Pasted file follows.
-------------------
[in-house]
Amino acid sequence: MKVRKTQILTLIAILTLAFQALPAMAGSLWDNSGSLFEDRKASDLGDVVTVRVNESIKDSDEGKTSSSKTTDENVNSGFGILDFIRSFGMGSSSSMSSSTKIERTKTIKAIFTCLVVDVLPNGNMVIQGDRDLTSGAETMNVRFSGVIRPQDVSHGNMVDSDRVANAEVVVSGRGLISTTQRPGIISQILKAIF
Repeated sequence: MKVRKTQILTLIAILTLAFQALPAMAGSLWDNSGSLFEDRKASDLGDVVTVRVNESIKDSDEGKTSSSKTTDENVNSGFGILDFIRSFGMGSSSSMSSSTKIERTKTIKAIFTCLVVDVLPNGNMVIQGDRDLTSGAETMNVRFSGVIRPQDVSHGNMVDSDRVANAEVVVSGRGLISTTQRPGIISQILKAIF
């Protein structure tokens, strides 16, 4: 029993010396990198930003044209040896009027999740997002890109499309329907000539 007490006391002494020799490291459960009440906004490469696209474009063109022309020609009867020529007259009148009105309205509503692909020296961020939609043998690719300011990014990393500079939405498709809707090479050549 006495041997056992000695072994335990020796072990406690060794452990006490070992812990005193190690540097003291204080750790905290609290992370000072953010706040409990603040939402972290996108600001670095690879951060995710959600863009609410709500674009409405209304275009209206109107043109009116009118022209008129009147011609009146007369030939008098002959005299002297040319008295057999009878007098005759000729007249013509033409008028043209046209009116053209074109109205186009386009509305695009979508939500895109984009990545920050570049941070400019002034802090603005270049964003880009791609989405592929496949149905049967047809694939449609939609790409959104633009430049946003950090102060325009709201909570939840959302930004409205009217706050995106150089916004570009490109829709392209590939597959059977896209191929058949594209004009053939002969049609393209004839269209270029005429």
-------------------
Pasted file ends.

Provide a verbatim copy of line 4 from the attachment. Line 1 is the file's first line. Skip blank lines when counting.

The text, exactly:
């Protein structure tokens, strides 16, 4: 029993010396990198930003044209040896009027999740997002890109499309329907000539 007490006391002494020799490291459960009440906004490469696209474009063109022309020609009867020529007259009148009105309205509503692909020296961020939609043998690719300011990014990393500079939405498709809707090479050549 006495041997056992000695072994335990020796072990406690060794452990006490070992812990005193190690540097003291204080750790905290609290992370000072953010706040409990603040939402972290996108600001670095690879951060995710959600863009609410709500674009409405209304275009209206109107043109009116009118022209008129009147011609009146007369030939008098002959005299002297040319008295057999009878007098005759000729007249013509033409008028043209046209009116053209074109109205186009386009509305695009979508939500895109984009990545920050570049941070400019002034802090603005270049964003880009791609989405592929496949149905049967047809694939449609939609790409959104633009430049946003950090102060325009709201909570939840959302930004409205009217706050995106150089916004570009490109829709392209590939597959059977896209191929058949594209004009053939002969049609393209004839269209270029005429």